You posted as I was writing my relpy. I'm glad the problem solved itself. Stay warm. :)

01-18-2005, 10:00 AM
The waters flowing--excellent.

You might want to insulate all the pipes, hot or cold, you have easy access to--foam type tubing or insulating type. In the past I've had occasional frozen pipes. Last summer I finally did the pipes and I haven't had any problem so far and the weather has been colder than average.

01-18-2005, 12:32 PM
Sixty is far too low for setback when the weather is below freezing. By the time the thermostat senses 60, the pipes in the wall are at freezing. When it gets below 32, I set the thermostats for 68 at night (depending on the zone routing). The one time I didn't, I had a freezeup on the living room loop. $250 later (weekend rates), the plumber thawed the line for me.

01-18-2005, 12:52 PM
We have had similar problems several times in the past. Interestingly, it is often the hot water that freezes first - instinct would tell us that the cold water pipe is colder to begin with and should freeze first, but it just doesn't hold up in practice. Some friends have proposed that the hot water freezes faster because the water heater has driven off gases in the water.

Anyhow, what can you do? Well, the first thing is to thaw the pipes. With a minor freeze, you should open the tap, then start heating things up working back down the line to the water heater. We find a hair dryer is very useful here - small, directional, and pretty effective. If the freeze is a major one (hot and cold both frozen, several taps involved), it's time to get in touch with your plumber. He has a pipe heater, sort of like an arc welder, that he hooks to the pipes - one end where the pipes enter the house, the other at the furthest outlet. Plug it in and run current through the pipes, and they will heat up. Then he'll give you his bill, and it's your turn to heat up. :eek: But it's still cheaper than paying him to replace burst pipes. Fortunately, you have copper pipes, and this device will work. Plastic pipes are another problem.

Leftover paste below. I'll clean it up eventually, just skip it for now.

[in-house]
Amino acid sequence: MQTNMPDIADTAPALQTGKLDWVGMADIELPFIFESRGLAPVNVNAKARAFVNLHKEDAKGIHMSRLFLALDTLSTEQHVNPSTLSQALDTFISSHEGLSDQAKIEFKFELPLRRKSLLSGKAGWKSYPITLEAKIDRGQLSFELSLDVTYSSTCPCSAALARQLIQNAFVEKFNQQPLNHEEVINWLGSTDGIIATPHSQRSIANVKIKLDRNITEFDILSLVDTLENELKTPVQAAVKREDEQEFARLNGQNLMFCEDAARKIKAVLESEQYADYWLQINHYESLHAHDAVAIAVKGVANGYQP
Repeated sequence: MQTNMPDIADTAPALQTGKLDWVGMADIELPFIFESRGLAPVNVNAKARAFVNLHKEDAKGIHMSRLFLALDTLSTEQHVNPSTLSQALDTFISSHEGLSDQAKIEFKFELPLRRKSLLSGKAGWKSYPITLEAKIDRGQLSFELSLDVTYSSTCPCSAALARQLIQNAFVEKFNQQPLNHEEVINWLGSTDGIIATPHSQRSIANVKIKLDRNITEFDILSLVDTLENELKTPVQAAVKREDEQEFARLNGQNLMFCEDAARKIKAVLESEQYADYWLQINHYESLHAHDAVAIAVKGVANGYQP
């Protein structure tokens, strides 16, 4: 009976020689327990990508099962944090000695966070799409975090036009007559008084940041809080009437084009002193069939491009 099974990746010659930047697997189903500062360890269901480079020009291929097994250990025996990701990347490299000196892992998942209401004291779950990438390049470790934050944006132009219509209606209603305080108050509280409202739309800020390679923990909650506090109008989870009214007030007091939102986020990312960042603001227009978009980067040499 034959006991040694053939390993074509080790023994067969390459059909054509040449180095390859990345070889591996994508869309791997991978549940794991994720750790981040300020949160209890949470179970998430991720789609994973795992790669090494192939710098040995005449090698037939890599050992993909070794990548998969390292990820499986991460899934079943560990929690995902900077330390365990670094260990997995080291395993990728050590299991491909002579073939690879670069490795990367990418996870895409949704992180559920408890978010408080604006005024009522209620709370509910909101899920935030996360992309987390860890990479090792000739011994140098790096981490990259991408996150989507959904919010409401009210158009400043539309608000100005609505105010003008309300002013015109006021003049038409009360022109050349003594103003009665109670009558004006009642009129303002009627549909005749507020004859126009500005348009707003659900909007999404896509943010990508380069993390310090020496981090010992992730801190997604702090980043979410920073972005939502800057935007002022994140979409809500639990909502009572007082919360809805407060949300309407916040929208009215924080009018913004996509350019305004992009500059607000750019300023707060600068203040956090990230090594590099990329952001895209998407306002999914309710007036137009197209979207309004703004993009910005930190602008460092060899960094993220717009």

Having fixed the blockage, the next question is why did this happen, and what can we do to prevent it happening again? Check for obvious air infiltration first - can you see any holes where cold air might be getting in? One trick is (at night) to take a work light, stick it in as far as you can in the pipe chase, then go outside and look for glimmers of light - cracks, holes in the wall, vents, anything along those lines. Patch/insulate any problem areas. You really have two options - keep the cold air out in the first place, or bring in more heat from somewhere. Pipe insulation might work if you have access to the pipes, e.g. in a basement or crawl space, but in the walls it's going to be tricky, if not impossible without doing some demolition - too many brackets holding the pipes in place, too many joints and elbows.

We have had problems with the pipes freezing in the upstairs bathroom. Our solution is to leave on the over-sink light in the kitchen, right below the bathroom. The light gives off enough heat to keep the pipes from freezing. Another trick is to put some vents in the kitchen ceiling, allowing heat to get into the space between the kitchen ceiling and the bathroom floor - which is where the pipes run. And, as has been suggested by others, watch the forecast - if it's going to get really cold, don't lower your thermostat at night.

You can buy electrical "heat tapes" that wrap around the pipe and are plugged in to prevent freezing. I find these are practical only in certain limited situations and locations, but if you have a recurrent problem always in the same place, they might do the trick.

01-18-2005, 01:19 PM
To prevent later problems I'd get some foam pipe insulation.Its pretty cheap and sold in 3 or 4 foot lengths. I believe you stated that the pipes are exposed along the wall? Insulate the outside wall side of the pipe cutting off enough of the foam so the inside of pipe is exposed to warm inside air.
Also keeping a fan running will move that cold trapped air that is causing the problem.